*おまんこ (o-manko) The female genitalia, sometimes just the vagina. Also referred to as simply manko. However, we prefer attaching the honorable “o” as in “orgasm”.  Also, it’s never bad to show respect. Even amongst the closest of friends, decorum is necessary. 親しき仲にも礼儀あり

*愛人 (aijin) Lover. The aijin is usually the partner in a forbidden romance. Similar to “koibito” but more of a shady aspect.

*オーガズム (ougasumu) orgasm

オルガスムス (orugasumusu) orgasm in Japanese taken from German Orgasmus

絶頂 (zettcho) climax, orgasm in Japanese language

*失楽園 (Shitsurakuen) A very popular novel and movie about a passionate modern day affair that ends in double suicide, with the lovers found dead in each others arms in mortal post coitus bless. Yes, you wouldn’t think this would encourage people to have affairs but it did! Women’s magazines had multiple features on the books and movies.

潮吹き (shiofuki): female ejaculation. Some Japanese women release a squirt or excess lubrication on orgasm. There appears to be some science suggesting that this does happen.

鼻血 (hanaji): bloody nose. There is a strange folk-belief that when a Japanese man is sexually excited he gets a nosebleed. Go figure.

Note:

In Japan, when man or women reaches orgasm, they don’t come (来る) they go (行く/iku). Likewise, to make a man or woman reach orgasm, is to 行かす (Ikasu) “make go.”

 

楽園 (rakuen) mean paradise. 失(shitsu) means “loss” or as a verb 失う(ushinau) to lose.

 

If I was running a campaign aimed at women for Japan’s favorite 浮気(uwaki) dating site for married people, I might make a pun on this along the lines of “恋愛の楽園を失いましたか。Ashleymadison.jpで禁断の楽園を再発見しよう“ (Did you lose your lover’s paradise?Rediscover the forbidden paradise on Ashleymadison.jp) BTW, the site already had a 1,000,000 members within 8 months.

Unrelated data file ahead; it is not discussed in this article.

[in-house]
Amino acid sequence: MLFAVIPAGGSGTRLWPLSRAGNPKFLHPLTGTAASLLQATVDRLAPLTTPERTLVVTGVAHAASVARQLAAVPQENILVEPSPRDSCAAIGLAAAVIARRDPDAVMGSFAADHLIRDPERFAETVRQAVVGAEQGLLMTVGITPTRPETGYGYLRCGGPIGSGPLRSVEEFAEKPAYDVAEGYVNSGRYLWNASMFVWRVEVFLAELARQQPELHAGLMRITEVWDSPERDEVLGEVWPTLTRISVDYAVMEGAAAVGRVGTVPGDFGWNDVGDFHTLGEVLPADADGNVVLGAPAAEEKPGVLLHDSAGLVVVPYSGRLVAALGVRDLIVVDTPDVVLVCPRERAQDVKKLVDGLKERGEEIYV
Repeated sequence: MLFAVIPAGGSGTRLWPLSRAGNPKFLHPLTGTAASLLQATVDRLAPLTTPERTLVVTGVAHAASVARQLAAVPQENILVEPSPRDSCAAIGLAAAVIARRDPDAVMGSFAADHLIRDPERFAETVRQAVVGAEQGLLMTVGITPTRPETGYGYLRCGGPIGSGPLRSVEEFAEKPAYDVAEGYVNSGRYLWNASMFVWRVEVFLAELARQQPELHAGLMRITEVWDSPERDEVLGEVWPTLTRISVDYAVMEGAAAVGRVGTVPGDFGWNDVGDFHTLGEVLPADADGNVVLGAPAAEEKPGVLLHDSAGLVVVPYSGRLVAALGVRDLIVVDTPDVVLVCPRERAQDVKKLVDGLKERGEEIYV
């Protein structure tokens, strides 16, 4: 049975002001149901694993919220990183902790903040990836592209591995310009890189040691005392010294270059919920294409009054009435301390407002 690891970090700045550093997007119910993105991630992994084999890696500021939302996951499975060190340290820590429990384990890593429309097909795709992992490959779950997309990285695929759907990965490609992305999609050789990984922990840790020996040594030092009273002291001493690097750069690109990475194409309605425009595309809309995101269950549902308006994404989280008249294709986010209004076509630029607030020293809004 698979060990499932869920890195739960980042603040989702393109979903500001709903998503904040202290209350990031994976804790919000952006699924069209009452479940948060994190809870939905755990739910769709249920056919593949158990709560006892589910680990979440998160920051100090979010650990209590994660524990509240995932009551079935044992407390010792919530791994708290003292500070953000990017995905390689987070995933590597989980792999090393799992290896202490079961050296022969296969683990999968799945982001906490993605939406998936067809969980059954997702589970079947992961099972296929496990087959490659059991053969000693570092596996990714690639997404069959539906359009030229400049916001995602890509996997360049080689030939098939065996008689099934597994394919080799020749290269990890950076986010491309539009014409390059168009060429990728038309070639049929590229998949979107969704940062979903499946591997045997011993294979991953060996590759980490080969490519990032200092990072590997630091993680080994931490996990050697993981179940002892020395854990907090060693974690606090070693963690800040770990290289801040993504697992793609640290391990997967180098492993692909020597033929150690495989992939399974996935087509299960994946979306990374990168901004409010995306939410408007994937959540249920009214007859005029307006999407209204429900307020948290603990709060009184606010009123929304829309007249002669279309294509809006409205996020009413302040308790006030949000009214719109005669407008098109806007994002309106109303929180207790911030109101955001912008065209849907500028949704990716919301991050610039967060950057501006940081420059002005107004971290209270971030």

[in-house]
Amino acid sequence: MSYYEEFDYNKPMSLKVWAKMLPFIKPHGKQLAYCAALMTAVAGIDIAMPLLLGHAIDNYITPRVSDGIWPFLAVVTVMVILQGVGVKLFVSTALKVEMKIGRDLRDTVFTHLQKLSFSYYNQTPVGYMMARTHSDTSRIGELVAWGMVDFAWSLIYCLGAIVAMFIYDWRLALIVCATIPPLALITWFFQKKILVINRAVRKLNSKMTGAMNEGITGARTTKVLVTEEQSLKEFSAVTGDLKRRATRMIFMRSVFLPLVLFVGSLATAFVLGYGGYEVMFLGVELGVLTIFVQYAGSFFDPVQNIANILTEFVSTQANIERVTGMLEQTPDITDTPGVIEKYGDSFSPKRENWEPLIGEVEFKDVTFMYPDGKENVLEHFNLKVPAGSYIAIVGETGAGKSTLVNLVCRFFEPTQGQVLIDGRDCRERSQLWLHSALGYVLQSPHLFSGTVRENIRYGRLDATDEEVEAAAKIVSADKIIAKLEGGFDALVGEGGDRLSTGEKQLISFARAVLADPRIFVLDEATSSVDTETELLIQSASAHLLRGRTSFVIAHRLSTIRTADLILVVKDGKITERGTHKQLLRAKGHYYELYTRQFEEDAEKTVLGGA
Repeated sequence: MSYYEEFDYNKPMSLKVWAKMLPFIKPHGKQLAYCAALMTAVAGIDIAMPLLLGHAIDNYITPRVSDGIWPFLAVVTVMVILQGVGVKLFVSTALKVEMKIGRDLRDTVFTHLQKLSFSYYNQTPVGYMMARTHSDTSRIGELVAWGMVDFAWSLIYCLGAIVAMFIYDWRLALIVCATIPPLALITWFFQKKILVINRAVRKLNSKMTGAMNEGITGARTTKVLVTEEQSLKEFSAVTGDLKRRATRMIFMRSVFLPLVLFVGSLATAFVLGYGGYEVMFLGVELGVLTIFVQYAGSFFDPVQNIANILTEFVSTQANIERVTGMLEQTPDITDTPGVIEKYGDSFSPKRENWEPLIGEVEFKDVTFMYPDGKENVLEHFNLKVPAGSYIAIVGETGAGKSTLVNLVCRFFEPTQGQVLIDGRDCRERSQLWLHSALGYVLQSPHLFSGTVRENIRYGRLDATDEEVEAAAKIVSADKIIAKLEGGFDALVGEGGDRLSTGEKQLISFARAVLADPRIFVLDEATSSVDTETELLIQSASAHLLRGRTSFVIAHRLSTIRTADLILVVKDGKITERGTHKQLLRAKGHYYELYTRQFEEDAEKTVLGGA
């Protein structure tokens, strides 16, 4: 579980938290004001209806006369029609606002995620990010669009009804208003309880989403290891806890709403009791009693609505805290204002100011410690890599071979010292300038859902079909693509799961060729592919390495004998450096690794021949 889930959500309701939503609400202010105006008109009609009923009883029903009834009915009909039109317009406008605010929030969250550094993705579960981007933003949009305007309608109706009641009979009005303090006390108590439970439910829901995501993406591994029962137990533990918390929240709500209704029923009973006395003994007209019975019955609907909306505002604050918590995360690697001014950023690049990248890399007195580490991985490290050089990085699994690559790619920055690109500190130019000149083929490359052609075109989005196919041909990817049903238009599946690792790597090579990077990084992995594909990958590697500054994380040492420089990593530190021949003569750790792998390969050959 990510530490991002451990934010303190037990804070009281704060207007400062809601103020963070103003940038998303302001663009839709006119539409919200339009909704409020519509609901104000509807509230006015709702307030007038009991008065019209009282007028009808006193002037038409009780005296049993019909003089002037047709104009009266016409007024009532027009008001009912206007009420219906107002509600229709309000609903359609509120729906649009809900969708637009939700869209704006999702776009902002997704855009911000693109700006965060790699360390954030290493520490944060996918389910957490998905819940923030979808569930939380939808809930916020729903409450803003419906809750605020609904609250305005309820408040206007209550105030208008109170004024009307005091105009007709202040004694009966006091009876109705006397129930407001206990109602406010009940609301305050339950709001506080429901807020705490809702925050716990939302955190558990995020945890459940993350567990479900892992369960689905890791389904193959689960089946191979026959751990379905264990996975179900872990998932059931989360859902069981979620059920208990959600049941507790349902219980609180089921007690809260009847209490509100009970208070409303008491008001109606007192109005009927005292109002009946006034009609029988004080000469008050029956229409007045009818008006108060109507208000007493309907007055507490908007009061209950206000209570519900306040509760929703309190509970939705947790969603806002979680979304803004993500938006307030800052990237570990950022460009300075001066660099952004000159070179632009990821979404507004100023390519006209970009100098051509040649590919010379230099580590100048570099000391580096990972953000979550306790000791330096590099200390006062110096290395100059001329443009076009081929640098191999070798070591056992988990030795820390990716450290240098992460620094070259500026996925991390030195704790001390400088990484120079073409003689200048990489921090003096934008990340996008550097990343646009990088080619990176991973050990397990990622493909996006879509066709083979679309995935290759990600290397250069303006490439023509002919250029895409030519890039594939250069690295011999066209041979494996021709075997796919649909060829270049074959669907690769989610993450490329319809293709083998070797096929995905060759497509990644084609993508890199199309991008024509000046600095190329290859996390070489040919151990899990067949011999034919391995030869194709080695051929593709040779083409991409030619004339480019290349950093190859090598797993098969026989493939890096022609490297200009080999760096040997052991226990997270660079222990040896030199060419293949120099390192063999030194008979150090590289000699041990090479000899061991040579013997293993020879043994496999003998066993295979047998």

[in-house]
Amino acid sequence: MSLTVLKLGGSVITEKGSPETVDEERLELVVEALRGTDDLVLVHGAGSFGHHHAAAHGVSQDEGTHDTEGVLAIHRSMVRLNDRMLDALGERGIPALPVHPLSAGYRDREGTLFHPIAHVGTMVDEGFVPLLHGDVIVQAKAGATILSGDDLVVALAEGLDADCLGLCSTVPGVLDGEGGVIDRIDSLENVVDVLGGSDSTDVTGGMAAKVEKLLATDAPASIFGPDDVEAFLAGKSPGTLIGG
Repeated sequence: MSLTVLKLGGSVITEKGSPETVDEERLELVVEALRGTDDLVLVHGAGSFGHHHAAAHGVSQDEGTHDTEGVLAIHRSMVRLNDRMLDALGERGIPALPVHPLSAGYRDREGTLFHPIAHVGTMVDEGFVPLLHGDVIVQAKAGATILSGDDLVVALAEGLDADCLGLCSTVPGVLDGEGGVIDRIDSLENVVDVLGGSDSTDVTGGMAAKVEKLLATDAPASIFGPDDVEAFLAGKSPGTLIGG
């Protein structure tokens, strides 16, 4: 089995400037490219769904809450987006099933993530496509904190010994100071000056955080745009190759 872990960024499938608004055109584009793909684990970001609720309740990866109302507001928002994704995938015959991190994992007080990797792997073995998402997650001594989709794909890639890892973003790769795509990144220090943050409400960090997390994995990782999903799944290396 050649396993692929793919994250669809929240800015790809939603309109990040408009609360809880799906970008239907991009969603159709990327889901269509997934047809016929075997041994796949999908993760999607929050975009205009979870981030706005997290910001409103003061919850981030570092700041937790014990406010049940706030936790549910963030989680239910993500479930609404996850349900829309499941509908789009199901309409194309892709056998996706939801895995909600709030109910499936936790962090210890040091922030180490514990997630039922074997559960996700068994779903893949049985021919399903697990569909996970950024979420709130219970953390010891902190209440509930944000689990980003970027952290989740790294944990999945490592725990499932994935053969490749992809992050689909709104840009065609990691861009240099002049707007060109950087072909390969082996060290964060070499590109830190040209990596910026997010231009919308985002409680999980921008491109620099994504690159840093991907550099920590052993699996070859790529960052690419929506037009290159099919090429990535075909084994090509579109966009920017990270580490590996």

*恋い焦がれる (koikogareru)=”burningly in love” to be in love so deeply that it’s painful, to yearn for the other 恋い (love) + 焦げる (burn).

Not a negative word, but a way of expressing a deep passionate consuming love. Many men and women seem to be seeking

*ベッド (bed)—usually a roundabout way of discussing sex in Japanese female magazines

–プレイ”—(play) This is usually added to various types of sexual fetishes.

性愛 (sei-ai) Erotic love, eros (sex/gender 性 +  love 愛)

For example, 赤ちゃんプレイ (Aka-chan purei)—When the guy likes to be diapered like a baby, possible shaved completely nude, and nurse, sometimes with a woman who’s actually lactating. I could tell you a really strange story about a police raid on a place specializing in this type of service but I’ll skip it.

 

*遊び (Asobi) “Play”—this can refer to sex, an affair, a one-night stand. It has a wide usage in Japan and adults “play” just as much as children. Hence the costume fetish in Japan—

コスプレー (cosupurei—“costume play”)